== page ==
The Ministry of Health and Wellness says Jamaica has on record 2,763 suspected, presumed, and confirmed dengue cases as of Wednesday, November 1.
Of the cases classified, 694 are confirmed cases with dengue type two continuing to be the dominant strain. At the same time, the total number of dengue-related deaths now stands at nine – seven classified as suspected and two as confirmed.
All parishes continue to observe an increase in dengue cases in 2023 compared to 2022, with Kingston & St Andrew reporting the highest number of cases (695) for 2023. However, St Thomas maintains the highest case rate of 363.4 per 100,000 population, followed by Portland (211.2 per 100,000) and Trelawny (152.0 per 100,000).
Of the suspected, presumed, and confirmed cases, there were more males than females, with the highest number of cases observed in the five–14-year-old cohort at a rate of 317.4 cases per 100,000 population.
The health ministry is again reminding the public that dengue fever is a mosquito-borne disease that is usually a mild illness in which a person may get a fever, headache, joint, and muscle pains.
“Rest and adequate hydration are usually enough to see one through the period of illness. The recommended treatment for the fever is acetaminophen/paracetamol,” the ministry said in a press release today.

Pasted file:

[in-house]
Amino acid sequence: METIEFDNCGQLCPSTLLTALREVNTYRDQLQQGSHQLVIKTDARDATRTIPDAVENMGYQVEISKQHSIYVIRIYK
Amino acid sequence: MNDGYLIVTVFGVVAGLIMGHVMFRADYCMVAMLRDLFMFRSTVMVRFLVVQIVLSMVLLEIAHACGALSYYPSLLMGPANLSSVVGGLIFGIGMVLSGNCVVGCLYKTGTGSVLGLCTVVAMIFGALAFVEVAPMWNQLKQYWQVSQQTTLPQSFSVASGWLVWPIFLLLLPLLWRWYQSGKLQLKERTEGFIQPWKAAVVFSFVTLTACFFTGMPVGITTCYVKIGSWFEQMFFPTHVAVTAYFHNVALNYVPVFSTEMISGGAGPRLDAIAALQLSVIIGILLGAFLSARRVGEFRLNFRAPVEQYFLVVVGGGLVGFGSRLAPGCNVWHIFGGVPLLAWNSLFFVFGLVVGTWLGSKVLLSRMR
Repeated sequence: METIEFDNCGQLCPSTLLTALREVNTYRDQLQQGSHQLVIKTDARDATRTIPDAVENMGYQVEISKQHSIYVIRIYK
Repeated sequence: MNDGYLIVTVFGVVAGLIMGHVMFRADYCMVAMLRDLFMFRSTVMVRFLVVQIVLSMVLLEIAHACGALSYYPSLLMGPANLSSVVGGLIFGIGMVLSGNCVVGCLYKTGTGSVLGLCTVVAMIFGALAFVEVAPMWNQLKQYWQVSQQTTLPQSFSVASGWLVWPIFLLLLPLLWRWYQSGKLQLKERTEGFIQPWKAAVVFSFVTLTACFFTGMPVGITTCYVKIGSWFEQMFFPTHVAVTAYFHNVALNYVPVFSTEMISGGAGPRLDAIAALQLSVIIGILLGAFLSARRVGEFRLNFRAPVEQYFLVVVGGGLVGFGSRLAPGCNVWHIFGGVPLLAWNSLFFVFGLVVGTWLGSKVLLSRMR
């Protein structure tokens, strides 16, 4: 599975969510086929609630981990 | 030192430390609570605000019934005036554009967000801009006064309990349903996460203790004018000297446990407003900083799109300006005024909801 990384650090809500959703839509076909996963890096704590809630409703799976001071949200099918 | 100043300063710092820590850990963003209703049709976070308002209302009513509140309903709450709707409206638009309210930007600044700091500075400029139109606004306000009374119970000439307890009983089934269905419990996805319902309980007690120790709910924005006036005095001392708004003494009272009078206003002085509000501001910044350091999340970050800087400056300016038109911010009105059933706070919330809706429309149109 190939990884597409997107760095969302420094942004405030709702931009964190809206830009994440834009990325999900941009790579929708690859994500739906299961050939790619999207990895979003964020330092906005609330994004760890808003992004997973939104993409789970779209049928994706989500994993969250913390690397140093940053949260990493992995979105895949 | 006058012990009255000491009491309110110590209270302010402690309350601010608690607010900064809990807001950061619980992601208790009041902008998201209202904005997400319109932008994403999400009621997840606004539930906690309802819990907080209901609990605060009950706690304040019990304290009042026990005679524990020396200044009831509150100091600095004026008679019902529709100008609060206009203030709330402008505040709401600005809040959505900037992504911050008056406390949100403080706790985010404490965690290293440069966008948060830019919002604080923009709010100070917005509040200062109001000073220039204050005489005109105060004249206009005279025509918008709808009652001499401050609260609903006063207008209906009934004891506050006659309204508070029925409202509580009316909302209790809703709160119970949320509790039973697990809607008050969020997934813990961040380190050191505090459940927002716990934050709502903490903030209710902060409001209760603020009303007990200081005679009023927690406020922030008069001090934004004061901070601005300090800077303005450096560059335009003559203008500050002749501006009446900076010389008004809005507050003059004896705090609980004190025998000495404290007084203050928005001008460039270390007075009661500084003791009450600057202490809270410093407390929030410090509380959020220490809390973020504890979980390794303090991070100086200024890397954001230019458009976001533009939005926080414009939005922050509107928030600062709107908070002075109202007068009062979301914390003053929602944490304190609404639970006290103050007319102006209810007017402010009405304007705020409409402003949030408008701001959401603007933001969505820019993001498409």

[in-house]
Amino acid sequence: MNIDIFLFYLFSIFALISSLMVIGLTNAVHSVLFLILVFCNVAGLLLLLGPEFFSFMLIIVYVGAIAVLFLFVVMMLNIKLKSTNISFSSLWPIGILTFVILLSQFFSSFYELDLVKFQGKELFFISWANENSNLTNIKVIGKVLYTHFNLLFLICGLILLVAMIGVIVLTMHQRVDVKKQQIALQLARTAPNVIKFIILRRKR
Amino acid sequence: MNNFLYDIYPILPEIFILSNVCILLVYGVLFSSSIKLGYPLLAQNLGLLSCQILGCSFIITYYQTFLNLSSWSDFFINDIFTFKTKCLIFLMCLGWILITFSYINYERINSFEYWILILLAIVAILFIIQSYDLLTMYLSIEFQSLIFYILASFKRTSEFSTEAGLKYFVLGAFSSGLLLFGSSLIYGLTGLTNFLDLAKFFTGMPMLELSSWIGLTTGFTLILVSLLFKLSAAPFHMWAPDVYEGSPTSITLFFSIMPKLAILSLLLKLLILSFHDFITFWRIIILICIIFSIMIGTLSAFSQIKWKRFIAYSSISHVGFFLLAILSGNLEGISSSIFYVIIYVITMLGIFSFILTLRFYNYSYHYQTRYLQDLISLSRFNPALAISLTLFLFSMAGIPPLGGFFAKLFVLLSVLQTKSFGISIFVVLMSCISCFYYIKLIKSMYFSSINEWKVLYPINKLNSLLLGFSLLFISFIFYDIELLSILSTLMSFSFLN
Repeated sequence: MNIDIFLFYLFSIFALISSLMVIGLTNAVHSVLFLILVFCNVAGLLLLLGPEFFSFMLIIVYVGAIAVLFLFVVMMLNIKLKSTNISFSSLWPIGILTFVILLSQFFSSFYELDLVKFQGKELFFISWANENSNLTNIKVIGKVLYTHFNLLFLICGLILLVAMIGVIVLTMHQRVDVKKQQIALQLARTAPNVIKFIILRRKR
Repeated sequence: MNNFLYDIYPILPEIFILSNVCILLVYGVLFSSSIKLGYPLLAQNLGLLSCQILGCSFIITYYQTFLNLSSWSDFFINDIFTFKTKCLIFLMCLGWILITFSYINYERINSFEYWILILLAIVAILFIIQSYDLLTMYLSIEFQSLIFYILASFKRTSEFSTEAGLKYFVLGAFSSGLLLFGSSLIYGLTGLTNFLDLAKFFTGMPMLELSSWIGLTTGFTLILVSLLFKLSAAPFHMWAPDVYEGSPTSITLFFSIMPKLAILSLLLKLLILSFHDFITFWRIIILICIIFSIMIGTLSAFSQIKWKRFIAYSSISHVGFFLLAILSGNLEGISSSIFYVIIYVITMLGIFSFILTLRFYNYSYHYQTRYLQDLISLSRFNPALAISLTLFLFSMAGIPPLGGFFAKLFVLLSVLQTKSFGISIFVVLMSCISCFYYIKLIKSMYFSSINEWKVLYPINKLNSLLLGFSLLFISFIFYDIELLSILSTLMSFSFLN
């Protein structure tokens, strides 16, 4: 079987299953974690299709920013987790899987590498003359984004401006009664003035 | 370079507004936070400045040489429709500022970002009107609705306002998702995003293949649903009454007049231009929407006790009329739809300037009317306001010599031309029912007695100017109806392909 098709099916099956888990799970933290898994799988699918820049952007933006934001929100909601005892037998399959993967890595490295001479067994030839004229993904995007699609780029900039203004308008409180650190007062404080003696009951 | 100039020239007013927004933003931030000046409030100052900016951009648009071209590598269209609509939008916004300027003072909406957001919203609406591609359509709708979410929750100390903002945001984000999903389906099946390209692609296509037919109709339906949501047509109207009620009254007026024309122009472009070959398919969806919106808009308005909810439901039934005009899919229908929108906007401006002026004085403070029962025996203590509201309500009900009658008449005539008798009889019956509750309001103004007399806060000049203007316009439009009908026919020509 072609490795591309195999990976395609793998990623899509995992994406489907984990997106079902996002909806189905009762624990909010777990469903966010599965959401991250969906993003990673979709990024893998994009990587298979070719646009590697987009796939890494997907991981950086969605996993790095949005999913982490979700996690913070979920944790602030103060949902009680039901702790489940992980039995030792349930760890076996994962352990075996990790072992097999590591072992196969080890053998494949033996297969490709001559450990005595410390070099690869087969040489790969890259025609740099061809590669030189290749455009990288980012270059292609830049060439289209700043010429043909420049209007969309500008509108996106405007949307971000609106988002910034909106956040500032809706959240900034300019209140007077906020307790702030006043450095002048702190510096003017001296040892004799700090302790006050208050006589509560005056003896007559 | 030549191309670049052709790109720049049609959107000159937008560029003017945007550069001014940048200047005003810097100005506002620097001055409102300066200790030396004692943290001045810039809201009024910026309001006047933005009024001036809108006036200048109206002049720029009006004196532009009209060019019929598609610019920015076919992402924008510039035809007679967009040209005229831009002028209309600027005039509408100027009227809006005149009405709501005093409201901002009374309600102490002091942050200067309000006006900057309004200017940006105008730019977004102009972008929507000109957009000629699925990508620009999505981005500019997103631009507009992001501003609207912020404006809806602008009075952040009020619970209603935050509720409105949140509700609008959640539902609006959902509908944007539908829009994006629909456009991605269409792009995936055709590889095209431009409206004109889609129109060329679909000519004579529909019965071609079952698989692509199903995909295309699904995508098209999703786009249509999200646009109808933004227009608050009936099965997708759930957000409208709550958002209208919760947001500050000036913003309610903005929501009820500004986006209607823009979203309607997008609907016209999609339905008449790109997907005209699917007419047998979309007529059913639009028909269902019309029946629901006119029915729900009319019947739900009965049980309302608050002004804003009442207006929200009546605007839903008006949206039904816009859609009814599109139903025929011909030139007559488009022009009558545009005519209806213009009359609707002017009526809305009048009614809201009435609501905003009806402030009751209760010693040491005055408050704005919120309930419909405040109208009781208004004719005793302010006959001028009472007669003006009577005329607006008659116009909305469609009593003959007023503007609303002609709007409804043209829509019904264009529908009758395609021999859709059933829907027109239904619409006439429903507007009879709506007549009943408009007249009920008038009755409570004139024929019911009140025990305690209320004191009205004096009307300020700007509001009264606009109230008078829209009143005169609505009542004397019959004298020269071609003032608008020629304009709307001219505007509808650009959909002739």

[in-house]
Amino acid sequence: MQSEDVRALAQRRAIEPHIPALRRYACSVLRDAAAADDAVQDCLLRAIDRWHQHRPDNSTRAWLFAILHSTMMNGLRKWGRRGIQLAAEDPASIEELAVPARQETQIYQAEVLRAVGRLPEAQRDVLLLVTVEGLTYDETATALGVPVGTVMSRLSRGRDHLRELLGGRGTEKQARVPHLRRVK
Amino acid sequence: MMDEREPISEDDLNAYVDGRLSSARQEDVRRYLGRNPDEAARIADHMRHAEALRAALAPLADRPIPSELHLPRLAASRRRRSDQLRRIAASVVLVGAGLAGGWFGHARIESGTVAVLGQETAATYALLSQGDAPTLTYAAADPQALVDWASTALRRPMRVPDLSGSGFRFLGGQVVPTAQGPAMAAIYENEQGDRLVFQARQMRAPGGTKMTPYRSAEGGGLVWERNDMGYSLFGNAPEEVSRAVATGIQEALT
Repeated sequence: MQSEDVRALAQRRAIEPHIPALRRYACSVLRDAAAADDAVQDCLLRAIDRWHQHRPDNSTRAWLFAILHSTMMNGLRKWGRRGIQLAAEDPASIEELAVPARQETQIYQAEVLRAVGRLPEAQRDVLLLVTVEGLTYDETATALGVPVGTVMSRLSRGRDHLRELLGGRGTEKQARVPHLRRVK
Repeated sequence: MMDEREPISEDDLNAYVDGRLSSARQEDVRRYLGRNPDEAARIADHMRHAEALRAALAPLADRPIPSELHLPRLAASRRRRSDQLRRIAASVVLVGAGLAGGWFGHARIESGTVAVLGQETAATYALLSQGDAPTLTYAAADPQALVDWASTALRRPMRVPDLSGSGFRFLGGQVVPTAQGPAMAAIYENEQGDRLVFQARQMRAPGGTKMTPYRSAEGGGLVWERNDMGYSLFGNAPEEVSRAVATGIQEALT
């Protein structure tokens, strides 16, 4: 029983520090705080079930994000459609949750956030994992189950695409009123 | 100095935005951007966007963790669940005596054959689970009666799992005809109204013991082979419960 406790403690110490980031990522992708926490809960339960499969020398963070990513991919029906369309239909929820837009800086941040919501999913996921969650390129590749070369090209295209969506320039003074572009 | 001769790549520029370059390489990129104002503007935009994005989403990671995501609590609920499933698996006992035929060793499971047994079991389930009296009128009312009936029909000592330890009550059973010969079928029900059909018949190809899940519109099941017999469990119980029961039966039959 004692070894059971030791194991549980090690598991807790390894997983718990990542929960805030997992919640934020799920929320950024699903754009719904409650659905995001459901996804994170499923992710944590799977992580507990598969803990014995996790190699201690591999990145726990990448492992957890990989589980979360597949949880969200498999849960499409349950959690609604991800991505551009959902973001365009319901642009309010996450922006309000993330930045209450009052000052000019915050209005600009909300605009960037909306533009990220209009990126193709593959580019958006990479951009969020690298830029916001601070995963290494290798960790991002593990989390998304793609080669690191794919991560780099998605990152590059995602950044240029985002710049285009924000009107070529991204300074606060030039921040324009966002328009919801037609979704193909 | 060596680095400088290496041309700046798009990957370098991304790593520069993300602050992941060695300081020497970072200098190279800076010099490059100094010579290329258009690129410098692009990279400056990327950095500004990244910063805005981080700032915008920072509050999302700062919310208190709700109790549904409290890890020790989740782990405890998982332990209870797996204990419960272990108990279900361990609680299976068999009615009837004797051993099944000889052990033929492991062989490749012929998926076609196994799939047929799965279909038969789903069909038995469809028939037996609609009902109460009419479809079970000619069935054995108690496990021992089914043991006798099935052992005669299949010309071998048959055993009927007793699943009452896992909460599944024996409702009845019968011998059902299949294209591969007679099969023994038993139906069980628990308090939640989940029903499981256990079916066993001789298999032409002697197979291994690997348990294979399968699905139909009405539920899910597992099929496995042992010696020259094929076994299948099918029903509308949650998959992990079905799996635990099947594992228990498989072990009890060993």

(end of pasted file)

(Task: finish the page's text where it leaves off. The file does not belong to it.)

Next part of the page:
Members of the public are implored not to use aspirin, diclofenac, ibuprofen, or any of the medications/pain relievers known as non-steroidal anti-inflammatory drugs (NSAIDs). These drugs, when used to treat the fever in dengue, have been known to increase the severity of the disease.
On occasions the illness can progress to severe dengue, which can result in organ failure as well as bleeding (haemorrhage), and severe fluid depletion that can lead to shock and death.
Persons experiencing fever, vomiting, severe abdominal pain, bleeding under the skin (petechial rash), feeling very weak, or getting confused, are to seek immediate medical attention.
“Persons are asked to play their part in ensuring that the dengue cases are minimised by monitoring water storage containers for mosquito breeding; keeping surroundings free of debris; destroying or treating potential mosquito breeding sites; wearing protective clothing and using a DEET-containing mosquito repellant,” the health ministry is advising.